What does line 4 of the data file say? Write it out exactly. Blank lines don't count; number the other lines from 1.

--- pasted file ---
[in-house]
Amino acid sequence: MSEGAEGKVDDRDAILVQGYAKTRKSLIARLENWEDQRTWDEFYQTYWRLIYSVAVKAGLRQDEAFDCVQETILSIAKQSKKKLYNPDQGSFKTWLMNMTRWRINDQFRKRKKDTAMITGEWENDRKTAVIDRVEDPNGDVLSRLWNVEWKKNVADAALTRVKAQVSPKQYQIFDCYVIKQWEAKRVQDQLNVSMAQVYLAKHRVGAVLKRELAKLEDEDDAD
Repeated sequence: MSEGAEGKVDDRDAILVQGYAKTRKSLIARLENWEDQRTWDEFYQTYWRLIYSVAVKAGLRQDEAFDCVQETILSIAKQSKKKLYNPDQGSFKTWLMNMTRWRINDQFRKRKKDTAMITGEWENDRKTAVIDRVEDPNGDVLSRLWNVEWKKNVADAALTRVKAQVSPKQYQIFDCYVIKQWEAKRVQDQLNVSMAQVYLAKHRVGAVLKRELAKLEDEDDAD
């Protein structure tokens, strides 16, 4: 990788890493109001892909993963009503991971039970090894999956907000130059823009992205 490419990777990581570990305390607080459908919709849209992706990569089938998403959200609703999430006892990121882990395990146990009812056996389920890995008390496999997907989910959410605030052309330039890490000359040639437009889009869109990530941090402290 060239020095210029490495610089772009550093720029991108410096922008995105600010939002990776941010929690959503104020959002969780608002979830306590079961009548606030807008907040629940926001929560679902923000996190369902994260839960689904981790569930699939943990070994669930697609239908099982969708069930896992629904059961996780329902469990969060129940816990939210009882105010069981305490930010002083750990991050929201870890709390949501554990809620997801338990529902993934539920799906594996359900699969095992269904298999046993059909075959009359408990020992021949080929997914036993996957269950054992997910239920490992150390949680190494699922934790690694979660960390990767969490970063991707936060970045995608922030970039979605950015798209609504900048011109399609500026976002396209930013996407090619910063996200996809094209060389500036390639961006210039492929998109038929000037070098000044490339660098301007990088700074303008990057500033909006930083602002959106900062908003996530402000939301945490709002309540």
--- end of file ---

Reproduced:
């Protein structure tokens, strides 16, 4: 990788890493109001892909993963009503991971039970090894999956907000130059823009992205 490419990777990581570990305390607080459908919709849209992706990569089938998403959200609703999430006892990121882990395990146990009812056996389920890995008390496999997907989910959410605030052309330039890490000359040639437009889009869109990530941090402290 060239020095210029490495610089772009550093720029991108410096922008995105600010939002990776941010929690959503104020959002969780608002979830306590079961009548606030807008907040629940926001929560679902923000996190369902994260839960689904981790569930699939943990070994669930697609239908099982969708069930896992629904059961996780329902469990969060129940816990939210009882105010069981305490930010002083750990991050929201870890709390949501554990809620997801338990529902993934539920799906594996359900699969095992269904298999046993059909075959009359408990020992021949080929997914036993996957269950054992997910239920490992150390949680190494699922934790690694979660960390990767969490970063991707936060970045995608922030970039979605950015798209609504900048011109399609500026976002396209930013996407090619910063996200996809094209060389500036390639961006210039492929998109038929000037070098000044490339660098301007990088700074303008990057500033909006930083602002959106900062908003996530402000939301945490709002309540």